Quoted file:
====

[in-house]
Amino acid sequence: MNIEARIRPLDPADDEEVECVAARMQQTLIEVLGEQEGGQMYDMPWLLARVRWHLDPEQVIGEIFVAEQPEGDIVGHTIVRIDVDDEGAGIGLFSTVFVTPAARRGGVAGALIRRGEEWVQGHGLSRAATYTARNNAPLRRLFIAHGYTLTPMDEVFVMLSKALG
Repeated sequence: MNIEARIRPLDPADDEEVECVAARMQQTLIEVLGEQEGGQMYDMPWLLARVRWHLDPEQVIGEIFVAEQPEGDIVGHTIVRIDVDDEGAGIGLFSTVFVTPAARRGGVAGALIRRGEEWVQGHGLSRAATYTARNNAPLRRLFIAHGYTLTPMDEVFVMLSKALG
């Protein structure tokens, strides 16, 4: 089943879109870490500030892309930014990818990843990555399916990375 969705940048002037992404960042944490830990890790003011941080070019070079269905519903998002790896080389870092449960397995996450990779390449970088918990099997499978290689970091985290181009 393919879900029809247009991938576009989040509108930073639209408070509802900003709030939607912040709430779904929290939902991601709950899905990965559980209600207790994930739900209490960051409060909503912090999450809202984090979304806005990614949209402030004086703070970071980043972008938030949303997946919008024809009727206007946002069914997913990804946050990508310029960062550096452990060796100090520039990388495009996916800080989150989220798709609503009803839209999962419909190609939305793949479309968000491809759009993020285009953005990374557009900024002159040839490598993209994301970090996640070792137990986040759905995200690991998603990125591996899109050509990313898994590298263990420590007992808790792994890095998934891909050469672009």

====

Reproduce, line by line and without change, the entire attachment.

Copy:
[in-house]
Amino acid sequence: MNIEARIRPLDPADDEEVECVAARMQQTLIEVLGEQEGGQMYDMPWLLARVRWHLDPEQVIGEIFVAEQPEGDIVGHTIVRIDVDDEGAGIGLFSTVFVTPAARRGGVAGALIRRGEEWVQGHGLSRAATYTARNNAPLRRLFIAHGYTLTPMDEVFVMLSKALG
Repeated sequence: MNIEARIRPLDPADDEEVECVAARMQQTLIEVLGEQEGGQMYDMPWLLARVRWHLDPEQVIGEIFVAEQPEGDIVGHTIVRIDVDDEGAGIGLFSTVFVTPAARRGGVAGALIRRGEEWVQGHGLSRAATYTARNNAPLRRLFIAHGYTLTPMDEVFVMLSKALG
């Protein structure tokens, strides 16, 4: 089943879109870490500030892309930014990818990843990555399916990375 969705940048002037992404960042944490830990890790003011941080070019070079269905519903998002790896080389870092449960397995996450990779390449970088918990099997499978290689970091985290181009 393919879900029809247009991938576009989040509108930073639209408070509802900003709030939607912040709430779904929290939902991601709950899905990965559980209600207790994930739900209490960051409060909503912090999450809202984090979304806005990614949209402030004086703070970071980043972008938030949303997946919008024809009727206007946002069914997913990804946050990508310029960062550096452990060796100090520039990388495009996916800080989150989220798709609503009803839209999962419909190609939305793949479309968000491809759009993020285009953005990374557009900024002159040839490598993209994301970090996640070792137990986040759905995200690991998603990125591996899109050509990313898994590298263990420590007992808790792994890095998934891909050469672009």